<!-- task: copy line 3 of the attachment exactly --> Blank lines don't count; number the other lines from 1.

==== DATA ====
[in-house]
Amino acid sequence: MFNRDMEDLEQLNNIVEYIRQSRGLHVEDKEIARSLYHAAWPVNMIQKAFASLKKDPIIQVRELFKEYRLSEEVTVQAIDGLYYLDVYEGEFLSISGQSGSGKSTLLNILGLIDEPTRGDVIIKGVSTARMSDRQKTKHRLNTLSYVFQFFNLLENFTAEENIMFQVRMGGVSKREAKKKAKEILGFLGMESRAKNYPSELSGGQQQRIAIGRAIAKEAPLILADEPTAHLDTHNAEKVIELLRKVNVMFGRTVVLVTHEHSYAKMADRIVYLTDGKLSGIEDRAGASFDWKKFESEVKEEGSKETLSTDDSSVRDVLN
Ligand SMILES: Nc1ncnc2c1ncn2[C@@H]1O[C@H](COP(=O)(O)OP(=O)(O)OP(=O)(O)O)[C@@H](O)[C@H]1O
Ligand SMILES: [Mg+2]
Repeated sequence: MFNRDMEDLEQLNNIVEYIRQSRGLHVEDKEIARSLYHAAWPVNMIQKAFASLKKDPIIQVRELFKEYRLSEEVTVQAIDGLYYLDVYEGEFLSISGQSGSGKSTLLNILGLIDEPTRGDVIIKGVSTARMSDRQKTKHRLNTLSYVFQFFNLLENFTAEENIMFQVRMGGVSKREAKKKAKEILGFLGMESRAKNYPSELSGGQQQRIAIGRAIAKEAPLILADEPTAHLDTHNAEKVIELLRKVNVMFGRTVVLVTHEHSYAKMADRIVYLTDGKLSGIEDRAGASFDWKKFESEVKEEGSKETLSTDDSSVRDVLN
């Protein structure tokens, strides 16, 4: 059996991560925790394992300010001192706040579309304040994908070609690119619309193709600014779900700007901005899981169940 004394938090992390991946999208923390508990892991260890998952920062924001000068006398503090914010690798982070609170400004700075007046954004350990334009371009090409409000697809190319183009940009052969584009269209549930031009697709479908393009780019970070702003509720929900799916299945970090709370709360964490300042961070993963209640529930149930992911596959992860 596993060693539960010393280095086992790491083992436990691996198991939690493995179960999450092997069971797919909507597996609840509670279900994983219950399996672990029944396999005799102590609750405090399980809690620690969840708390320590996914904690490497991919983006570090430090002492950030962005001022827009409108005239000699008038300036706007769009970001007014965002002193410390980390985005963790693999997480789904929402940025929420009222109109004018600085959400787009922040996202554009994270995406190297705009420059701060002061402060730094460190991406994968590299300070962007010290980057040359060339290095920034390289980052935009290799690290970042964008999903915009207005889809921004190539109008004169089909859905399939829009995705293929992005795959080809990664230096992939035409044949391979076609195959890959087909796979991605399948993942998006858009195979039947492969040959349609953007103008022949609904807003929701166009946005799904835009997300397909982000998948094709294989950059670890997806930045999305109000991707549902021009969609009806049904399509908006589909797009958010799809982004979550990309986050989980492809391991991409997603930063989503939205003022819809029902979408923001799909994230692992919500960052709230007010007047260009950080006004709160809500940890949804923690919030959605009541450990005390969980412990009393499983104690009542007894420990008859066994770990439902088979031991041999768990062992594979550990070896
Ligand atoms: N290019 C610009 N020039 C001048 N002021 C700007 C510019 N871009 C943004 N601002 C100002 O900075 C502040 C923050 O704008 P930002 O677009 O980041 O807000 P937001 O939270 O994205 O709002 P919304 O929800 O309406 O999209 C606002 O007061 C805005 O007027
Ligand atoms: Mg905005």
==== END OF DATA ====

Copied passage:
Ligand SMILES: Nc1ncnc2c1ncn2[C@@H]1O[C@H](COP(=O)(O)OP(=O)(O)OP(=O)(O)O)[C@@H](O)[C@H]1O